Marietta Police Department spokesman David Baldwin said the exercise was called “Out of Sight, Out of Mind.”
“This has been proven to be the most efficient manner to keep them safe until law enforcement can arrive and engage the shooter,” he said.
It was designed to deprive an armed intruder of an easy target, Baldwin said.
“We want to go from a vibrant classroom environment to a desolate no-man’s land,” he said. “The shooter will typically bypass that area.”
The drill comes a month after the Dec. 14 mass shooting at Newtown, Conn., in which an intruder killed 20 students and six adults. Baldwin, however, said the drill is a regularly scheduled event.
“This is something we have done for years,” he said. “It has more impact now due to different events. The students are able to put the importance of this event with the state of affairs of things that have happened in the U.S.”
School staff and faculty attended a training session earlier this month to prepare, while students had been briefed this week.
“For the last two days, we have been reviewing safety protocol procedures for an intruder drill,” Principal Leigh Colburn said.
Homeroom teacher Jennifer Santi told her 11th graders they were “well-versed” in what to do.
“Remember, line of sight is from the edge of that door,” she said about the view from the door’s glass panels, which were covered with paper, across to the two farthest corners of the classroom. “Take all your stuff with you. We want to give the illusion the room is empty.”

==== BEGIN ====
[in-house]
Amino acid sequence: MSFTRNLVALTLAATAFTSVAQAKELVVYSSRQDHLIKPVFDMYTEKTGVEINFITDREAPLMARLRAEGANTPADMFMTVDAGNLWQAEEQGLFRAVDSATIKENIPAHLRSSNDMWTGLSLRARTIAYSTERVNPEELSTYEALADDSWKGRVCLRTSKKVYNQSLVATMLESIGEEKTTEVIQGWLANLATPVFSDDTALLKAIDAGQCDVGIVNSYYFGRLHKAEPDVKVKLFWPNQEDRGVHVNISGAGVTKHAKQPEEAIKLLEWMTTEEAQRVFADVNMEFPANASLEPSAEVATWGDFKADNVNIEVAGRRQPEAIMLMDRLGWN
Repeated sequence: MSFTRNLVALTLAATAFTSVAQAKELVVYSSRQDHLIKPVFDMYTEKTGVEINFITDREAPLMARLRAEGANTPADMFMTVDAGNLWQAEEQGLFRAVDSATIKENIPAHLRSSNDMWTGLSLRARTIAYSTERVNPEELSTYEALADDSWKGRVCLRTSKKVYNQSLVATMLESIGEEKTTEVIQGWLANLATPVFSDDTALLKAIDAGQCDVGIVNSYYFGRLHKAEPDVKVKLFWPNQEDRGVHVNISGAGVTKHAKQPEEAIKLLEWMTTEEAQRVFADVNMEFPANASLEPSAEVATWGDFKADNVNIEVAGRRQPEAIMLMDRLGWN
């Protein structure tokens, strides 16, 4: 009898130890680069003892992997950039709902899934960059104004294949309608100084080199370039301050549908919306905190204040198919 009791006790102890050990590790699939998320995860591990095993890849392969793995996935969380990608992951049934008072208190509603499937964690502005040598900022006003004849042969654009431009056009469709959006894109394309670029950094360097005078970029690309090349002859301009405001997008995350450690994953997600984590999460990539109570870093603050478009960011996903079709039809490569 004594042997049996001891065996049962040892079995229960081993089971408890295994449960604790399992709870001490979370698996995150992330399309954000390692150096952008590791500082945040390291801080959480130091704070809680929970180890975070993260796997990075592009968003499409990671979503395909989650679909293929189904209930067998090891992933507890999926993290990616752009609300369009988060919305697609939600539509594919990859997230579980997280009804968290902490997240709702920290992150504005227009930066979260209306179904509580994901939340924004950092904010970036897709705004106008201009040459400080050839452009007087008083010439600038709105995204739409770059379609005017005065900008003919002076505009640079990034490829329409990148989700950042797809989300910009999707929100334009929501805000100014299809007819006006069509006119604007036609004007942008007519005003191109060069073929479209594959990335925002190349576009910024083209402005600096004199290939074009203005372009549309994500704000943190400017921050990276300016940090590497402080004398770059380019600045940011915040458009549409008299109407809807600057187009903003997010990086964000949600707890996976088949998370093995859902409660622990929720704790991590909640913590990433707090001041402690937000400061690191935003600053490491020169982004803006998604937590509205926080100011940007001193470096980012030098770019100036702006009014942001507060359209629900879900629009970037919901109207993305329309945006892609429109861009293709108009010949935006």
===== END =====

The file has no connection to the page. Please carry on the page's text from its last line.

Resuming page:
Neither students nor their cell phones could make any sounds.
“We’ll be silent as mice,” Santi said.
Then the signal came.
“The building has been raised to Safety Level Red,” Colburn said over the intercom.
Santi locked the door and turned off the lights.
The students grabbed their knapsacks, headed for the corner of the classroom closest to the door and stood or sat motionless.
It took about a minute to complete the actions, followed by about five minutes of waiting, interrupted only by an outsider trying the door handle unsuccessfully.
Afterward, student Nick Morgan, 17, said he felt safer.
“I think that it’s good to know that not just I know, but so does everybody else,” he said. “Really, what would keep us safe in the event that there was an intruder would be that everyone knows the drill.”
Nick said the point was to reach a common goal during a tense situation.
“It’s all about getting us out of the way, out of harm’s way, and then (first responders) can come and take care of it,” he said.
Shayna McClure, 16, said the students’ training helped them do their part.
“We knew there was going to be a drill. We’ve been talking about what to do and how to prepare,” she said.
Trinity Martell, 16, said the safety procedures gave her a sense of security.
“I was very comfortable. It’s easier for me to be clumped up,” she said about huddling with her classmates. “I feel more protected.”
Afterward, Baldwin said students, teachers and administrators fulfilled the drill’s goal.
“They did great,” he said. “The hallways were completely cleared.”
Baldwin said other Marietta schools will have their own lockdown drills this semester.